If your application to starting claiming Employment and Support Allowance (ESA) has been turned down, or you have recently been told that you will no longer be able to receive payments through the ESA scheme, you have the right to appeal the decision. However, much like every aspect of the welfare system in the UK, the process is highly regulated and must be followed almost to the letter, otherwise your case will not be considered.
Thankfully, the government is forced to be incredibly transparent about the procedures around the appeals process. This includes the time frames involved, as well as the reasoning behind their decisions and what kind of details you will need to provide in order for your appeal to be considered.
Making an ESA appeal
The first step in the reversal of any ESA decision is to ask for a mandatory reconsideration. If this step is not followed, it makes the chances of your appeal being successful incredibly slim – and in most cases, the departments responsible will not consider an appeal that has not asked for a mandatory reconsideration.
To ask for a mandatory reconsideration, all you need to do is send a letter back to the department detailed on your decision letter stating that you would like to decision to be reconsidered, as well as supporting arguments about why you feel that they came to the wrong decision. Any supporting documents should also be included with this letter, in order for the team to accurately assess the situation.
If you have left it more than a month before asking for a mandatory reconsideration, you will need to call the ESA contact number in order to raise the issue with their helpline staff first – they will be able to direct you further on this matter.
Once your appeal has been received, it should be quickly assessed and sent a letter detailing whether you have been successful in your claim. This is referred to either as a Mandatory Reconsideration Notice or as a Written Statement of Reasons, and should outline exactly how the team have come to their decision.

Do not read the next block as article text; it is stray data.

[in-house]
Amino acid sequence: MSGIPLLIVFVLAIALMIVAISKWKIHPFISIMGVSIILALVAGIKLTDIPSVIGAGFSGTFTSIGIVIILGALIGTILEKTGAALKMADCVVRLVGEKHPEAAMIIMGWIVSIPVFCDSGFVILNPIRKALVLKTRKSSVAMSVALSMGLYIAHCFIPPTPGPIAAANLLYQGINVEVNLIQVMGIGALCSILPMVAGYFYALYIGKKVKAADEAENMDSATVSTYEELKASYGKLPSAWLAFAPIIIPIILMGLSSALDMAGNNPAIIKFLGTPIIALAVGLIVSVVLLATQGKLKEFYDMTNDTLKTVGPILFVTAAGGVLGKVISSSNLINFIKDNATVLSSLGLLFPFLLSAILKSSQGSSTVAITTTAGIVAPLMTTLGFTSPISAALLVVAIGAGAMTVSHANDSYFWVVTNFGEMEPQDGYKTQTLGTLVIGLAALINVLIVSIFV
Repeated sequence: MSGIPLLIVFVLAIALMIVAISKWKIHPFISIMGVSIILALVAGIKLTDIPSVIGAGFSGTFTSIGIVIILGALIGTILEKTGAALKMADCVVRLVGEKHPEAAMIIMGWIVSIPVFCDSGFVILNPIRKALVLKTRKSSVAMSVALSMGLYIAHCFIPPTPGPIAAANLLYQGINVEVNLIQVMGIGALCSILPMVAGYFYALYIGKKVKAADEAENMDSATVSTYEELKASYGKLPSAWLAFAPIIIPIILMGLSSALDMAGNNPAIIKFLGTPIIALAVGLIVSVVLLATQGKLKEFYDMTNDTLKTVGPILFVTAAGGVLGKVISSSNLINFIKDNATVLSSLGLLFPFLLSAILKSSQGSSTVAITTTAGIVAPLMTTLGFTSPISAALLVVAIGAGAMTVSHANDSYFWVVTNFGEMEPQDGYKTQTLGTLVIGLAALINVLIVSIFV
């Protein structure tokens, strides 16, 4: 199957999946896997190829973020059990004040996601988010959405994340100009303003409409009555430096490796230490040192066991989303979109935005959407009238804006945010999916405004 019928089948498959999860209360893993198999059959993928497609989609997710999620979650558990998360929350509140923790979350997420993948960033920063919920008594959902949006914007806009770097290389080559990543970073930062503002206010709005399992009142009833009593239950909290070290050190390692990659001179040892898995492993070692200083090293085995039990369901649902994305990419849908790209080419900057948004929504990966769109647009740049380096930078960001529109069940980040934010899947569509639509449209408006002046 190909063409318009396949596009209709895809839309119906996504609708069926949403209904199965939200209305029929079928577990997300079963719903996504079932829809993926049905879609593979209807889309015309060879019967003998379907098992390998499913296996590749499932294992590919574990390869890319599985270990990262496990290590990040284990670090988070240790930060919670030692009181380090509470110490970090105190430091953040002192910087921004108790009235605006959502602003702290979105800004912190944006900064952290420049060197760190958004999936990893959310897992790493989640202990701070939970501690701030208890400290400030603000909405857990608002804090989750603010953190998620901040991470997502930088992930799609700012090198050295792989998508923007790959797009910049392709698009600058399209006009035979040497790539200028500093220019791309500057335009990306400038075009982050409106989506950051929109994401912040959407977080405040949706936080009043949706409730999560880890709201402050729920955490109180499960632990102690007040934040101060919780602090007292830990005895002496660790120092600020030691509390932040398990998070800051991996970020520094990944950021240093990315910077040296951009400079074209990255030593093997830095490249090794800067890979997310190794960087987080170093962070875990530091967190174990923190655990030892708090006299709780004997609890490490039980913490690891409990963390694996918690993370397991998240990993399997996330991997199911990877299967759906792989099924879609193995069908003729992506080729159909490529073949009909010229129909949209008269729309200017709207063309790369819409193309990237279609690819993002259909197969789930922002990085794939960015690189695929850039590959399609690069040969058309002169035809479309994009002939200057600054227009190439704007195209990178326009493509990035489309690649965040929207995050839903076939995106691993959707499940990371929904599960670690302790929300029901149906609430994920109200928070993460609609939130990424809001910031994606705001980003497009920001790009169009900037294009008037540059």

In most cases, this is the final step – but if you still feel as though your case has not been fairly judged, you can attempt to take the matter to tribunal. This decision must be made within one month of your receiving your mandatory reconsideration reply. It is important to note that this ESA tribunal is independent of the UK government, and should be able to fairly assess whether the decision was correct.
This escalation to appeal should normally be done on an SSCS1 form, along with a photocopy of your mandatory reconsideration notice. You should also note whether you would like the matter to be solved in a meeting, or done through an assessment of all the available documentation without outside intervention.
If you do choose to go to a hearing with your ESA appeal, you must state whether you need any special arrangements made – such as needing an interpreter, a representative, whether you need special arrangements due to health or disability or whether there are certain days that you will be unable to make.
Late tribunal appeals
Although you are normally unable to appeal a decision through tribunal unless you have raised the matter within a month, there are extenuating circumstances through which the panel will consider things up to 13 months after the original decision date. In most cases, this will only be if you fit within the following criteria: